My classroom is ready.

I’m not sure I’m ready, but as always, I’ll take it a day at a time. I usually prepare my lessons the night before, and in fact I’ve found that preparing a few days in advance doesn’t help because the material isn’t as “fresh”. My brain isn’t running at full power at six in the morning!

Spur of the moment

Some realtor/sales guy just called and said he has a buyer who’s interested in purchasing a home in my neighborhood. He asked how long I’d been living in my house, and whether I’d be interested in selling it to this buyer.

It makes me wonder how often this little sales technique is successful. Does he really expect people to say, “Gosh, I’ve been living here for 15 years and didn’t have any plans to move, until you called and convinced me to make a major life decision right now. Let’s do this!”

Welcome to 1988, Equifax

I was out all this week on Trek, with no phone service whatsoever. When I returned to civilization, I had nine voicemail messages from different people at Equifax. In every message, they were asking me to provide a fax number so they could send me a form to use to verify employment for one of my guys.

Fax? Really? Equifax is one of the “big three” credit reporting agencies, and since personal credit is such a sensitive thing– witness millions of consumers who have to go through a herculean process to “fix” their credit after identity theft– I’d expect that they’d use a little more caution handling that data. Faxes are horribly insecure, of course, but not only that, it’s the Twenty-first Century now. We have this nifty thing called the “internet”. Can’t they use a secure web form instead? Sheesh.

Now that I’m back in the office, I expect it’ll only be a matter of time (probably an hour or two) before they call a tenth time to ask me for my fax number. That’ll be a fun conversation!

PII everywhere

I just called to make a reservation for dinner tonight at a nice Italian restaurant. Kyra’s birthday is coming up, and she really likes a place in Denver. The hostess asked me for a name and I said “Kyra”, and she asked if that was her last name. Nope. “I need a last name.” I said “Can’t you just put ‘Kyra’?” but she was insistent that it’s simply not possible to hold a reservation without a first and last name. Sigh.

Just a few minutes later I logged into my T-Mobile account so I could download my latest bill. I was informed that my profile was incomplete, and I needed to provide a first and last name. Heaven forbid I look at my T-Mobile account without providing my name!

I get increasingly frustrated by all of the companies who demand personally-identifiable information for every transaction. I’m supposed to give my phone number to get “rewards”, my ZIP code to receive “targeted offers”, my email to “link to my account”, and on and on. Of course I’m not ignorant: I’m well aware that my digital footprint is substantial, and all kinds of marketing companies and web providers know a ton of stuff about me (and share it amongst themselves). Still, I feel like I need to take little steps whenever I can to protect that information and avoid the all-too-common problem of identity theft these days.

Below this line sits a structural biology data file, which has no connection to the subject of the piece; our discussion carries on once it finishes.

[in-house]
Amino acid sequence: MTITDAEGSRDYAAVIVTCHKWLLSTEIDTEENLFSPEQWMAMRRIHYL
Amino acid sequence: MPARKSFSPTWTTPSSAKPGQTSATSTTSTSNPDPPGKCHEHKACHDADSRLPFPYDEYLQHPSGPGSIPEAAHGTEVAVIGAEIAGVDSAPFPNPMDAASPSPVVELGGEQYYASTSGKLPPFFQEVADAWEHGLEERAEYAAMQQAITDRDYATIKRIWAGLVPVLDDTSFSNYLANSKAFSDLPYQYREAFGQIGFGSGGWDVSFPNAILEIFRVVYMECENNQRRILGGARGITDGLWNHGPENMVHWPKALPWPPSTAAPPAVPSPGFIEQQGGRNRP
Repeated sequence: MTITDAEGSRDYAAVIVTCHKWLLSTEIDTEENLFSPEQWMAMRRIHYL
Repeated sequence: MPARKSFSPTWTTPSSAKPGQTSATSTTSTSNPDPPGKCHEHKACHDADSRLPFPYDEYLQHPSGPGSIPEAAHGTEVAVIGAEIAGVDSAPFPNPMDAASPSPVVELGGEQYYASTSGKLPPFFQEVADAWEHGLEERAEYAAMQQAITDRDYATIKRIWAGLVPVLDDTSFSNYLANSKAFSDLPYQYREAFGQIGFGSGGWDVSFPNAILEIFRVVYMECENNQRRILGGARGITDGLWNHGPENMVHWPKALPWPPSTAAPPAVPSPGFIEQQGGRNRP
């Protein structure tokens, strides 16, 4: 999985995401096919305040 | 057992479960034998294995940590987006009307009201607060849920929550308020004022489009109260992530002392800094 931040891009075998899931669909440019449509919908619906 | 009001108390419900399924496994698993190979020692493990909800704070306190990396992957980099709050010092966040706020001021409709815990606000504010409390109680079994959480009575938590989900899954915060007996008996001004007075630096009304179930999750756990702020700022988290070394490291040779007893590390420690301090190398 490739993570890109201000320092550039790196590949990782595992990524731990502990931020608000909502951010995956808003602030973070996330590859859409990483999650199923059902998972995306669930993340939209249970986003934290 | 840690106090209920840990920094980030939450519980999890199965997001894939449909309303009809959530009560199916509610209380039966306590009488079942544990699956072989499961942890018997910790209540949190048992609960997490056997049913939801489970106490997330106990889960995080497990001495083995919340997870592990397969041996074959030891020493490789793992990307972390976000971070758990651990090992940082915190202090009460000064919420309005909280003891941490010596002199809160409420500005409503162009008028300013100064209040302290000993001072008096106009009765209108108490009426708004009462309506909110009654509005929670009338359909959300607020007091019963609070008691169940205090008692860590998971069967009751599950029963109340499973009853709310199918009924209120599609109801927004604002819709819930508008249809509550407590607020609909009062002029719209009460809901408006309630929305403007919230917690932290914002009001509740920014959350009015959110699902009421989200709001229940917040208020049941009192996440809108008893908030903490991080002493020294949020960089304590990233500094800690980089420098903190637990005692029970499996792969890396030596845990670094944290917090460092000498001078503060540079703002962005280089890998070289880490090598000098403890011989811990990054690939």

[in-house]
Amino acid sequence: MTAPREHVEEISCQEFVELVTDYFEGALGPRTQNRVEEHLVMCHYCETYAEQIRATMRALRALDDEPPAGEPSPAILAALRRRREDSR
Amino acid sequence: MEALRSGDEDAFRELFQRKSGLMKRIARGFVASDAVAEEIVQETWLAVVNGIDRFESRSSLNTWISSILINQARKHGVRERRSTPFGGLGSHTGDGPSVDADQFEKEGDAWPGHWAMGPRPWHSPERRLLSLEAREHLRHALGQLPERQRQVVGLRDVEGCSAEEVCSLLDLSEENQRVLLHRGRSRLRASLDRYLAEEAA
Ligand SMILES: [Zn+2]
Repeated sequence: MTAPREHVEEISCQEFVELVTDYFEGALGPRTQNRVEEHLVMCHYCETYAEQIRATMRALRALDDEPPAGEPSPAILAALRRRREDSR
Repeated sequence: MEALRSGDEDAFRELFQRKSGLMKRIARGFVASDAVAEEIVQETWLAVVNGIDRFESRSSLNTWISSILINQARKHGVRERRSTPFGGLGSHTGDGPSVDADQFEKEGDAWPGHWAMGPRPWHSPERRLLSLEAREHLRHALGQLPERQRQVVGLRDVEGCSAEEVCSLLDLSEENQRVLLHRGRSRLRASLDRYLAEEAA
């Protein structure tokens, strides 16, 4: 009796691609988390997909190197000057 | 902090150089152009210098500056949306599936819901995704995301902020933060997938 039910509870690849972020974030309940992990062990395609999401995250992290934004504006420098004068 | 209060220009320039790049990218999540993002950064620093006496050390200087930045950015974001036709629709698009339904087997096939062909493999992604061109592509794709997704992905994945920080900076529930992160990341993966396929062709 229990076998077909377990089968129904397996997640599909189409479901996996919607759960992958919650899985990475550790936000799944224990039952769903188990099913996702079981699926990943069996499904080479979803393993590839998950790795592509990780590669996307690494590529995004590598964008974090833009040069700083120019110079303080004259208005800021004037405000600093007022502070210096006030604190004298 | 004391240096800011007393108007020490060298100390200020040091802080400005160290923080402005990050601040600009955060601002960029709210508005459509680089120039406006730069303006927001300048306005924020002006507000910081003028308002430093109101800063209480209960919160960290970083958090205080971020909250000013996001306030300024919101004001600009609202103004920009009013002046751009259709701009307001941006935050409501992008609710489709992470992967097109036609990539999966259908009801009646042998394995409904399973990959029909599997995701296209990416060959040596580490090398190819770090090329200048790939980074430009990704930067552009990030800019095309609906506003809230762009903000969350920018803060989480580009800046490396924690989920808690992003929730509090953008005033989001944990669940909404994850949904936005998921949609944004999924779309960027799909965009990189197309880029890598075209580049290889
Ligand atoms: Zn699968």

So, T-Mobile, you may now refer to me as Mr. Grey.

Yum…?

Note to self: Don’t eat at Taco Time.

Another stumper

Last night Zaque was pondering the mysteries of the universe and came up with this one:

Would Jesus ever trip on a rock?

Because of course Jesus knows everything, so he’d know there was a rock on the road about to trip him, right? Hmm.

Why is this better?

One of my clients is a pretty big company, and they just sent an email saying this:

In our effort to increase working capital… we have improved our average Days Payable Outstanding (DPO). However, a recent benchmark study has shown that we have lost ground to our competitors.

Okay, so they’re saying they’re getting better at paying invoices (like the ones I send to them), but they’re still behind other companies. That’s good to know, and I’d expect them to do something to gain back that ground. They go on:

We believe the most critical action we can take to improve our DPO is extending terms, improving our competitive position to invest in growth and make strong financial decisions.

Umm… what?

Because they’re losing ground in the number of days it takes them to pay their suppliers, they’re going to… intentionally increase the number of days it takes them to pay their suppliers.

I’ll never understand big business, I guess.

Great Red Spot

Juno has been orbiting Jupiter for just over a year now.

A couple of days ago, during one of its “perijove” encounters (closest pass to the cloud-tops of the planet), it snapped some photos of the Great Red Spot. NASA released the raw image data to the public, and many people took the opportunity to combine, colorize, and edit the photos into works of art. Here’s one I particularly liked: